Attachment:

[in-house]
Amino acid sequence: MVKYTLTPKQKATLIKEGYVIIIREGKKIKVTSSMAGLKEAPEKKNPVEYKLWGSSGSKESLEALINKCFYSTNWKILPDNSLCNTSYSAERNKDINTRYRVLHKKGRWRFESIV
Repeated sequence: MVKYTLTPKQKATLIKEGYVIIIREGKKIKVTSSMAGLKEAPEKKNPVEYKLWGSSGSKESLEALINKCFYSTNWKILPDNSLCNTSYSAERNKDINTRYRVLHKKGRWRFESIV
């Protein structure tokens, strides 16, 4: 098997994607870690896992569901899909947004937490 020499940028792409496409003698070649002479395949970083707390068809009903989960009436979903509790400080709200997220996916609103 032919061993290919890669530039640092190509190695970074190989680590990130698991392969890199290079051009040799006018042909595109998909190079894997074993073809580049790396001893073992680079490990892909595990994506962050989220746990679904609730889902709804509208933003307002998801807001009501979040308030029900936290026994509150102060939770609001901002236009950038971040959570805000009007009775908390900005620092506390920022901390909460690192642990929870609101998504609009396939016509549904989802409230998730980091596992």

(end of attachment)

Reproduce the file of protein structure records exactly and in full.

[in-house]
Amino acid sequence: MVKYTLTPKQKATLIKEGYVIIIREGKKIKVTSSMAGLKEAPEKKNPVEYKLWGSSGSKESLEALINKCFYSTNWKILPDNSLCNTSYSAERNKDINTRYRVLHKKGRWRFESIV
Repeated sequence: MVKYTLTPKQKATLIKEGYVIIIREGKKIKVTSSMAGLKEAPEKKNPVEYKLWGSSGSKESLEALINKCFYSTNWKILPDNSLCNTSYSAERNKDINTRYRVLHKKGRWRFESIV
């Protein structure tokens, strides 16, 4: 098997994607870690896992569901899909947004937490 020499940028792409496409003698070649002479395949970083707390068809009903989960009436979903509790400080709200997220996916609103 032919061993290919890669530039640092190509190695970074190989680590990130698991392969890199290079051009040799006018042909595109998909190079894997074993073809580049790396001893073992680079490990892909595990994506962050989220746990679904609730889902709804509208933003307002998801807001009501979040308030029900936290026994509150102060939770609001901002236009950038971040959570805000009007009775908390900005620092506390920022901390909460690192642990929870609101998504609009396939016509549904989802409230998730980091596992």